Rajiv Fernando’s only apparent qualification as a member of the International Security Advisory Board was his technological acumen, the network reported.
Fernando, a stock trader who also was a prolific fundraiser for Democratic candidates, joined the panel that comprised mostly nuclear scientists and security experts.
Newly released State Department emails — which shed light on the controversial appointment — revealed how Clinton staffers sought to “protect the name” of the Secretary, “stall” ABC News and finally accept the donor’s resignation four days later when the network asked about his qualifications.
The emails showed that a press aide for Clinton expressed concern about Fernando’s appointment in an email to two other State Department officials.
“I have spoken to [State Department official and ISAB Executive Director Ric-hard Hartman] privately, and it appears there is much more to this story that we’re unaware of,” Jamie Mannina, the aide, wrote in one of the newly released emails.
“We must protect the Secretary’s and Under Secretary’s name, as well as the integrity of the Board. I think it’s important to get down to the bottom of this before there’s any response.
“As you can see f-rom the attached, it’s natural to ask how he got onto the board when compared to the rest of the esteemed list of members,” Mannina continued.
Wade Boese, the chief of staff for the Office of the Under Secretary of State for Arms Control and International Security, responded: “The true answer is simply that S staff (Cheryl Mills) added him. Raj was not on the list sent to (Clinton); he was added at their insistence.”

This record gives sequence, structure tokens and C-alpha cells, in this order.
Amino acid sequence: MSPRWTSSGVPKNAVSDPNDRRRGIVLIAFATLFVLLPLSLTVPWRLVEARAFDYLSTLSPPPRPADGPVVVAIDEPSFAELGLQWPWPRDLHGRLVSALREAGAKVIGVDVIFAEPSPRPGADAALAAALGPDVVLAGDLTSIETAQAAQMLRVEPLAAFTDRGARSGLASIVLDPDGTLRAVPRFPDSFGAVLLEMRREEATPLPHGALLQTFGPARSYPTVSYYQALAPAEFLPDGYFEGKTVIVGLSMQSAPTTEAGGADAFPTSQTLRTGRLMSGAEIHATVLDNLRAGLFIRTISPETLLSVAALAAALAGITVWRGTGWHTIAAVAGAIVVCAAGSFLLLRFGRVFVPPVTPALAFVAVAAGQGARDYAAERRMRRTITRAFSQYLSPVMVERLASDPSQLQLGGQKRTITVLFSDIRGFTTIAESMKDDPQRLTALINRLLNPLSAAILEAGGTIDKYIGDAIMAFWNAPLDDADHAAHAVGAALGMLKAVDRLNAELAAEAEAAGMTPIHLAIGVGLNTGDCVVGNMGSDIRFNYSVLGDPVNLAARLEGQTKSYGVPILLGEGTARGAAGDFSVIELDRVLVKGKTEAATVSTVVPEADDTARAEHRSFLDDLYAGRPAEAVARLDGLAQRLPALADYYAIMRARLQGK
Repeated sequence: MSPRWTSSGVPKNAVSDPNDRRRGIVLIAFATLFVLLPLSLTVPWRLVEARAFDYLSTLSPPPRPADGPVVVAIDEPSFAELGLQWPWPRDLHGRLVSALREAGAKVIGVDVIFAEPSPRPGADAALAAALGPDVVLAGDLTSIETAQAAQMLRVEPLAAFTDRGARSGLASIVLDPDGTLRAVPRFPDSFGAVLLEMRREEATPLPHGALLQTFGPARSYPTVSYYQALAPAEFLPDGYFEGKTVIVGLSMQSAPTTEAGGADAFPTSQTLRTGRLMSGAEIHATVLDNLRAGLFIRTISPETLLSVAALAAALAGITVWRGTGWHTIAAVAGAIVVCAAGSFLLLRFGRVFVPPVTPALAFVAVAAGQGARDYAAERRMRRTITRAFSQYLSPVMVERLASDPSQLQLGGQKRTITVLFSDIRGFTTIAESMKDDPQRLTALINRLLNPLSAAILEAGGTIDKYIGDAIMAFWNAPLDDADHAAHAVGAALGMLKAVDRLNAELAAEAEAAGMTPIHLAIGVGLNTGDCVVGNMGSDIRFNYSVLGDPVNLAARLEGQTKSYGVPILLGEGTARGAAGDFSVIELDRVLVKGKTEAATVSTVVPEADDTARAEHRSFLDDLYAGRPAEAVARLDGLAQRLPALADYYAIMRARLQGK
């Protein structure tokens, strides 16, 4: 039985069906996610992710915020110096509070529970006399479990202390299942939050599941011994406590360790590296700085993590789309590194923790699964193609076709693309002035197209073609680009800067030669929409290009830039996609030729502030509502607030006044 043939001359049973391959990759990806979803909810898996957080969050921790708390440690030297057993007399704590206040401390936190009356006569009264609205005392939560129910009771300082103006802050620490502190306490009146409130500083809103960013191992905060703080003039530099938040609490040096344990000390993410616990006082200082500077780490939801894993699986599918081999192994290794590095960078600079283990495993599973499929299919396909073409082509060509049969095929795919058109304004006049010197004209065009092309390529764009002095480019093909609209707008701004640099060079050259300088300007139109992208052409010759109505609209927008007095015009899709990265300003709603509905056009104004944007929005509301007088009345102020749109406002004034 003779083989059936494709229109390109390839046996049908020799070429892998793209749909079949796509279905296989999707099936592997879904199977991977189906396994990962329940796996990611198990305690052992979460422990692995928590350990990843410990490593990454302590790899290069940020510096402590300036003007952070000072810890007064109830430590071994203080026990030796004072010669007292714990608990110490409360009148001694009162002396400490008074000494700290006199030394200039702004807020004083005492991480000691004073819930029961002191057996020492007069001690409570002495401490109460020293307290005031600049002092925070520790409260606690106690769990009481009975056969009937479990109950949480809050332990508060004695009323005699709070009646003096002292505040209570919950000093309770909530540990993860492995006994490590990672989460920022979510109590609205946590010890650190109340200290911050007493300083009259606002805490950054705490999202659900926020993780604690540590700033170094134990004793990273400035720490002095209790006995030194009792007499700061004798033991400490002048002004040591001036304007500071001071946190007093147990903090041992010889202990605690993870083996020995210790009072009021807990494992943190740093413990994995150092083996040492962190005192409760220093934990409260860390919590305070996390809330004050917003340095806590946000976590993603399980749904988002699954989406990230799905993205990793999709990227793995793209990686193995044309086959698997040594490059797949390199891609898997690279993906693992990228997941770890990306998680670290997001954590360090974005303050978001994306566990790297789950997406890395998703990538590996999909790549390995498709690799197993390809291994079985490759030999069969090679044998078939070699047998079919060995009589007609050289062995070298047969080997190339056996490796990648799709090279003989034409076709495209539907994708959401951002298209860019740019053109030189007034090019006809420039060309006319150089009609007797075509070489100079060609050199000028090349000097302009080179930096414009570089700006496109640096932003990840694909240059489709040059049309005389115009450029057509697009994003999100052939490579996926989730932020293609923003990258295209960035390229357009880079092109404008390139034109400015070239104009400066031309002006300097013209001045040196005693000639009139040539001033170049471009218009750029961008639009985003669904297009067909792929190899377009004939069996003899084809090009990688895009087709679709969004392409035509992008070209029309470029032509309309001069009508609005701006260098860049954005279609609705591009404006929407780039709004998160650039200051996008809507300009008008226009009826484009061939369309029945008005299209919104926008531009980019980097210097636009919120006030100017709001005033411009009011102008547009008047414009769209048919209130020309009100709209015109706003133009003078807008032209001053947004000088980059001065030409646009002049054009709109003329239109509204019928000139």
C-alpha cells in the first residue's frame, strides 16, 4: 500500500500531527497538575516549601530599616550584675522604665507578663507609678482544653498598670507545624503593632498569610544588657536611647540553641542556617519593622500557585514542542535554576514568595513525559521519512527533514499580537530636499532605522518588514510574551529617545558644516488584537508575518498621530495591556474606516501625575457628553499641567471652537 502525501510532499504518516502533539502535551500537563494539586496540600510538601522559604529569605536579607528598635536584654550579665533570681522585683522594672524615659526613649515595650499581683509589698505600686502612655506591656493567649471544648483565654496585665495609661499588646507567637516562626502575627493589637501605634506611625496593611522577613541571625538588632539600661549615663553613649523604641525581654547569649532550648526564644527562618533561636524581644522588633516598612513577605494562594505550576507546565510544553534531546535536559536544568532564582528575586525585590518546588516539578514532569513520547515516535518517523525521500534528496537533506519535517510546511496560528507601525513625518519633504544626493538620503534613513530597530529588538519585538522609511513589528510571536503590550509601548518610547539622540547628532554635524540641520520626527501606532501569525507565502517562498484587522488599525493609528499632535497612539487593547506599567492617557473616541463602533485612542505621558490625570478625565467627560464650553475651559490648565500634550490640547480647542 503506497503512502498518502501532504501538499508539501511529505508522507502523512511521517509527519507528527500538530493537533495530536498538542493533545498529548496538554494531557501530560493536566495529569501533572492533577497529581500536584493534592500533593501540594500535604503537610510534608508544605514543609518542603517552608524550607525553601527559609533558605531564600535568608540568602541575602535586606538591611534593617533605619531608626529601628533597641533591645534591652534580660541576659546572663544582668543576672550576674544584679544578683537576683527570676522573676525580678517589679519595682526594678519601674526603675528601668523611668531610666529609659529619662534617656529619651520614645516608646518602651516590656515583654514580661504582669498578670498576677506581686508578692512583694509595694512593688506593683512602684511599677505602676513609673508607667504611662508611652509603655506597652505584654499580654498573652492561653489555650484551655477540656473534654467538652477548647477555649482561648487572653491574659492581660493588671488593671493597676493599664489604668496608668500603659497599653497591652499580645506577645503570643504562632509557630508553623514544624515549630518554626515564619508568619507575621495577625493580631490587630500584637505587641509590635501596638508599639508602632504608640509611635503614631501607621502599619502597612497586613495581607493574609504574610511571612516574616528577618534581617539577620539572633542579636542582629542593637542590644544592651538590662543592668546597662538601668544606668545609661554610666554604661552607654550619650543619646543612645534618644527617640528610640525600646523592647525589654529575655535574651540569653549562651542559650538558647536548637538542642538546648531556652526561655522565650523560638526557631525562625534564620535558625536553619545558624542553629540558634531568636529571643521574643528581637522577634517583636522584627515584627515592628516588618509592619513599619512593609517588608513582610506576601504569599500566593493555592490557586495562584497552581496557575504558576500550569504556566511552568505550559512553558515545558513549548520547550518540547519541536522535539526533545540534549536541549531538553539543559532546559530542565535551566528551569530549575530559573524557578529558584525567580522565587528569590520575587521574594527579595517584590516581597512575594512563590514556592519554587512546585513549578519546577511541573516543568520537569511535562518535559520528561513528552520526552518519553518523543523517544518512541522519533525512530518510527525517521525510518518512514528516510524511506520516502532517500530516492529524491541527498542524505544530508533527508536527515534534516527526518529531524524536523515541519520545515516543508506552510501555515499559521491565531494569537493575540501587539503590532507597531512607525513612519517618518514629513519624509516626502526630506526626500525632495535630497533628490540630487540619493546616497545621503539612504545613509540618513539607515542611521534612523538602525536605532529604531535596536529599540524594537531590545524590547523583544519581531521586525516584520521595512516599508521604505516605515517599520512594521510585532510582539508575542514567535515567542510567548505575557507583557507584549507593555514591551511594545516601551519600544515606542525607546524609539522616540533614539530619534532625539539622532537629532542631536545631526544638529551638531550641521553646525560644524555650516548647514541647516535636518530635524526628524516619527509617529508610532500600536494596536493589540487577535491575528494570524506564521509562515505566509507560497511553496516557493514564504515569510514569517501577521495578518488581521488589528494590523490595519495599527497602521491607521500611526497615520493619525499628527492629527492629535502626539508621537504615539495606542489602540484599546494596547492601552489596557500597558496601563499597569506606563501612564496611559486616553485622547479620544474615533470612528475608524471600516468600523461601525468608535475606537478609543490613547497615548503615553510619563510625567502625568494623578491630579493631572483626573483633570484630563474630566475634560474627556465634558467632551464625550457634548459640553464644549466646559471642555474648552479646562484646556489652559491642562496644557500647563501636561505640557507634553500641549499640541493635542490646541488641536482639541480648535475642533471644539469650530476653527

S refers to the secretary of state, meaning Clinton.
When confronted by ABC News at the 2012 Democratic convention, an upset Fernando said he was “not at liberty” to speak about it.
At the time of his appointment, Fernando — whose expertise appeared to be high-frequency, computer-generated stock trading — headed Chopper Trading, a leading firm in that field.
Fernando bundled more than $US100,000 ($136,000) for Clinton’s 2008 presidential primary campaign, before raising money for President Obama in the general election.
He also donated between $US100,000 ($136,000) and $US250,000 ($339,000) to the William J. Clinton Foundation.
The trove of revealing new emails were provided to ABC by the conservative group Citizens United, which obtained them through a Freedom of Information Act request.
The Clinton campaign through a spokesman told ABC News that the ISAB’s c-harter calls for the panel to be made up of “a balance of backgrounds and points of view. Furthermore, it is not unusual for the State Department Chief of Staff to be involved in personnel matters.”
Fernando attended a White House state dinner honouring the British prime minister six months after he left the security board.
He is now a super-delegate to the Democratic presidential convention in Philadelphia.
His contributions to the Clinton Foundation have increased since 2008 to between $US1 million ($1.36 million) and $US5 million ($6.78 million), the network said.
This article originally appeared on New York Post and was reproduced with permission.